It’s time to adapt, to create a future that’s both cognizant of what’s coming while impervious to the fear-based rhetoric that surrounds it. Automation is a good thing, or it will be at some point. There will be hurdles, and we will overcome them. But the conversation can’t get underway, at least not in an impactful way, until we quit trying to shove the cat back into the bag.

As for the solution, I don’t have one. But automation is coming, and it’s time we stop pretending we can stop it. It’s time to leap, while at the same time figuring out what this new landing area looks like.

Bring on the robots.

[www.theguardian.com]

Quote

Both left and right are promoting the idea of a basic wage for everyone, currently on trial, as a solution to the new world of work

When he got the letter after Christmas saying he was entitled to an unconditional income of €560 (£478) a month, Mika Ruusunen couldn’t believe his luck. “At first I thought it was a joke. I had to read it many times. I looked for any evidence it might be false.”

But the father of two was not the victim of a scam. He has been selected to take part in an experiment being run by the Finnish government, in which 2,000 unemployed people between the ages of 25 and 58 will receive a guaranteed sum – a “basic income” – of €560 a month for two years. It replaces their unemployment benefit, but they will continue to receive it whether or not they find work. The government hopes it will encourage the unemployed to take on part-time work without worrying about losing their benefits.

Today, the Finnish economy continues to struggle in the wake of the financial crisis, which hit just as communications giant Nokia’s star was starting to wane. This left Ruusunen, who lost his job as a baker two years ago, struggling to find work. He was unemployed when participants for the basic income pilot were randomly selected, but had started a paid IT apprenticeship by the time he got the letter.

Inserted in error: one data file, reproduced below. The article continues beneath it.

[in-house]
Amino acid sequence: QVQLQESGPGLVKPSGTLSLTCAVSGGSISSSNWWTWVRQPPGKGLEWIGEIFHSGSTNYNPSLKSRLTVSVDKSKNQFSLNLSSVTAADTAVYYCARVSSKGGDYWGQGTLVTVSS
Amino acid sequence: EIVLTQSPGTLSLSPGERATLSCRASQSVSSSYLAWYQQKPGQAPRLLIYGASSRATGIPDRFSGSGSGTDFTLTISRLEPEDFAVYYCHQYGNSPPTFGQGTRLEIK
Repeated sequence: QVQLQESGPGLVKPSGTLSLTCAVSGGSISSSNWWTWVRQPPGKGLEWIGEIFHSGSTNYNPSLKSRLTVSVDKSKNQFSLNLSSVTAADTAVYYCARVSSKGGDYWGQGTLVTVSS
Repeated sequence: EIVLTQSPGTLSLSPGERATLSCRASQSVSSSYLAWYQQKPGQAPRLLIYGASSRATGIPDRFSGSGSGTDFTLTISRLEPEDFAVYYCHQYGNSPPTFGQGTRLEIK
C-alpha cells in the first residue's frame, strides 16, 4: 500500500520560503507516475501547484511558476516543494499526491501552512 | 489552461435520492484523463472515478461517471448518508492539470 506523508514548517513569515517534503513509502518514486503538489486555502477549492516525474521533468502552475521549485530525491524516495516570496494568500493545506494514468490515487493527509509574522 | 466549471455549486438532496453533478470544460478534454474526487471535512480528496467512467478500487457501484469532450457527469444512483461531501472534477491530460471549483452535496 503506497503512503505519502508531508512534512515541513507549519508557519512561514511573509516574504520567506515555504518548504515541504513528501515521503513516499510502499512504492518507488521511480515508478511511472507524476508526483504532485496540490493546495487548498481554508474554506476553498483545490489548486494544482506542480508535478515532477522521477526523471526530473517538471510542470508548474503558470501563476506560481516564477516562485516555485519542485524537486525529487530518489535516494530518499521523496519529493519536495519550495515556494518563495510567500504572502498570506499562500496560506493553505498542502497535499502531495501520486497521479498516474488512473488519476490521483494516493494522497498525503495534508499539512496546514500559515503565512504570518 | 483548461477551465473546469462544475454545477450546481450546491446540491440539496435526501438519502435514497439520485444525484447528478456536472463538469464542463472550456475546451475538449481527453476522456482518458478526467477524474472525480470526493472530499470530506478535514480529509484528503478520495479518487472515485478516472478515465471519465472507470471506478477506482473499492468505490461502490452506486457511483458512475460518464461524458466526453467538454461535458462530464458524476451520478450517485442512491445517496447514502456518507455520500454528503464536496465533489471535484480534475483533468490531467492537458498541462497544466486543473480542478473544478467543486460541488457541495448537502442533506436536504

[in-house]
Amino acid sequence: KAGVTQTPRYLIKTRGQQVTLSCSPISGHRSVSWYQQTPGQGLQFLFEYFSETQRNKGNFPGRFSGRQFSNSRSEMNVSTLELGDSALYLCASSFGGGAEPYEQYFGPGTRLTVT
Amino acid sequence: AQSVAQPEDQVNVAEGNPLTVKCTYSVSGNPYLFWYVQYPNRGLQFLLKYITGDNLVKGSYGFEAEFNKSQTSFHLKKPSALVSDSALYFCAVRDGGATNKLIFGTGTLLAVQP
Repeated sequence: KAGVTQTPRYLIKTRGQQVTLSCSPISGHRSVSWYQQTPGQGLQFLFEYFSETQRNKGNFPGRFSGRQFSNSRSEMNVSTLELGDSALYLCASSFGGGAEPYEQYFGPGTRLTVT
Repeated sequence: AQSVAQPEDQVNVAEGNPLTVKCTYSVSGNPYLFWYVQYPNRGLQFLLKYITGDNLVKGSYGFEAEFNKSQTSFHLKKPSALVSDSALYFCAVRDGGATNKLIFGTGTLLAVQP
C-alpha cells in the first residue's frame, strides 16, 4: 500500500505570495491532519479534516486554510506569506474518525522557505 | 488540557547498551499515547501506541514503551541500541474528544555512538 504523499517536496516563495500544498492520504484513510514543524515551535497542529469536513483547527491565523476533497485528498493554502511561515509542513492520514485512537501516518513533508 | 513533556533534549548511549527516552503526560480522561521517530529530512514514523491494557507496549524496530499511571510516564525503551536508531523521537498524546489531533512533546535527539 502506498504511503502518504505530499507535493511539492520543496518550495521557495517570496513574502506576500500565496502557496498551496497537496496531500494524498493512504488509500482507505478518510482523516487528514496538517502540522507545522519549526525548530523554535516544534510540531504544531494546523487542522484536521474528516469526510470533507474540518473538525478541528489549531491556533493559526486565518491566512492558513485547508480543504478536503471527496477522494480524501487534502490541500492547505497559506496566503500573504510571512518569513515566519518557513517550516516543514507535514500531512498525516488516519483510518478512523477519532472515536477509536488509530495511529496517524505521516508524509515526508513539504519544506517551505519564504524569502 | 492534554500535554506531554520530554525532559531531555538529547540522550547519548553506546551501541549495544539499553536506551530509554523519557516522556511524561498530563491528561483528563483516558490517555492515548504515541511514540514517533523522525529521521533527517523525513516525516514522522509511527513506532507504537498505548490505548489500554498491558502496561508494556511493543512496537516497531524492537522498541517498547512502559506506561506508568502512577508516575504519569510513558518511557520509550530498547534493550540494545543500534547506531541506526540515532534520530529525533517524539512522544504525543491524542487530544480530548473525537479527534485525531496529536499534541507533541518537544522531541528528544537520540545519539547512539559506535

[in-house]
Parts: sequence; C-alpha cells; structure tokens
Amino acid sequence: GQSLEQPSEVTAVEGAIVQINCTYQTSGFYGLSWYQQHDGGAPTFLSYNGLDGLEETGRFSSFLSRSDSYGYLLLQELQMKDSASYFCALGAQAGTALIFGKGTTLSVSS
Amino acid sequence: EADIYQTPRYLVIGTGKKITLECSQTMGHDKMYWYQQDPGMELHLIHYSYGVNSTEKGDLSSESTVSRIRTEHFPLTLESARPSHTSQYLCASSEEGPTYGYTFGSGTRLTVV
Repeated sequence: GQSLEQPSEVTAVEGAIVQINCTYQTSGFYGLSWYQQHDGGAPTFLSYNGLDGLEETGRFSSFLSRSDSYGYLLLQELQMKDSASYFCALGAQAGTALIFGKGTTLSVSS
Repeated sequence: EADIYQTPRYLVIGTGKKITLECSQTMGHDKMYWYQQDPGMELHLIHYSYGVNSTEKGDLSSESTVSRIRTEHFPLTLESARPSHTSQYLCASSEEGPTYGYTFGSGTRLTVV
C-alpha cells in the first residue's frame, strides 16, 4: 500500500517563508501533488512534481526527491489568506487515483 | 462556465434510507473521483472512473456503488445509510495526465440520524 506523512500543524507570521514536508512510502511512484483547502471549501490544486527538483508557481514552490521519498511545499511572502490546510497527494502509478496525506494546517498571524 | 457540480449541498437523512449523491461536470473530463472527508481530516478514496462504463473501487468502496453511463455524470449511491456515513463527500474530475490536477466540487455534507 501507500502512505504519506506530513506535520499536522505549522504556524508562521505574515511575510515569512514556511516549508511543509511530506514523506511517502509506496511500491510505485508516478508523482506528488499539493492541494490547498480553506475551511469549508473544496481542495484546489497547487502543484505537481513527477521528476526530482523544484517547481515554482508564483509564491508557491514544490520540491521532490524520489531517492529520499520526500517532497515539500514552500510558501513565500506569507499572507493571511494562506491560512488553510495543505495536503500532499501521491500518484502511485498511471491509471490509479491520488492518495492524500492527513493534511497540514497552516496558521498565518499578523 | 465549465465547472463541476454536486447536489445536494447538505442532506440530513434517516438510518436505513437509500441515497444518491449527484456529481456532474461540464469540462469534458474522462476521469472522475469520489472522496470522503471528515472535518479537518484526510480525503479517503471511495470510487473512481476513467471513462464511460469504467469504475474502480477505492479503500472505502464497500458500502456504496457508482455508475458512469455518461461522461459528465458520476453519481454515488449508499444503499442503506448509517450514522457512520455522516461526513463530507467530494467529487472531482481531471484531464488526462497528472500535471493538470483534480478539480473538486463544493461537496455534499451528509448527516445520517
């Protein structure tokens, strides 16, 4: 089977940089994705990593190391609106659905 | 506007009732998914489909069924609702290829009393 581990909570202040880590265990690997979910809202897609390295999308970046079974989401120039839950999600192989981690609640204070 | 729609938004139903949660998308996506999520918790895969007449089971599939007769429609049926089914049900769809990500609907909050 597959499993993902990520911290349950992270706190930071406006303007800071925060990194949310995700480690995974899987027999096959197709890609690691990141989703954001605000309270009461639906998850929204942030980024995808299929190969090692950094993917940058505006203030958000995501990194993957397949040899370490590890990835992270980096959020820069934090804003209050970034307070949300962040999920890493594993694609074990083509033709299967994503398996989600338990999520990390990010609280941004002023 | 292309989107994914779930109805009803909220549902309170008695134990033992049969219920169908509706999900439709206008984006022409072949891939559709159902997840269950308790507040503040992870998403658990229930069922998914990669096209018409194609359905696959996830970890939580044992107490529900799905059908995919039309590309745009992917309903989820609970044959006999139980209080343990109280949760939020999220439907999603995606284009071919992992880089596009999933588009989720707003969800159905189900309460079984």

“For me, it’s like free money on top of my earnings – it’s a bonus,” he tells me. But he thinks the basic income will make a big difference to others who are unemployed, especially those who are entrepreneurially minded. “If someone wants to start their own business, you don’t get unemployment benefits even if you don’t have any income for six months. You have to have savings, otherwise it’s not possible.”

Juha Järvinen, another participant in the pilot scheme who lives in western Finland, agrees the benefits system holds the unemployed back. He has been unemployed for five years since his business collapsed. “I have done a lot for free – wedding videos, making web pages – because I’ve liked it. But before a basic income I would get into trouble if I got any money for that work.”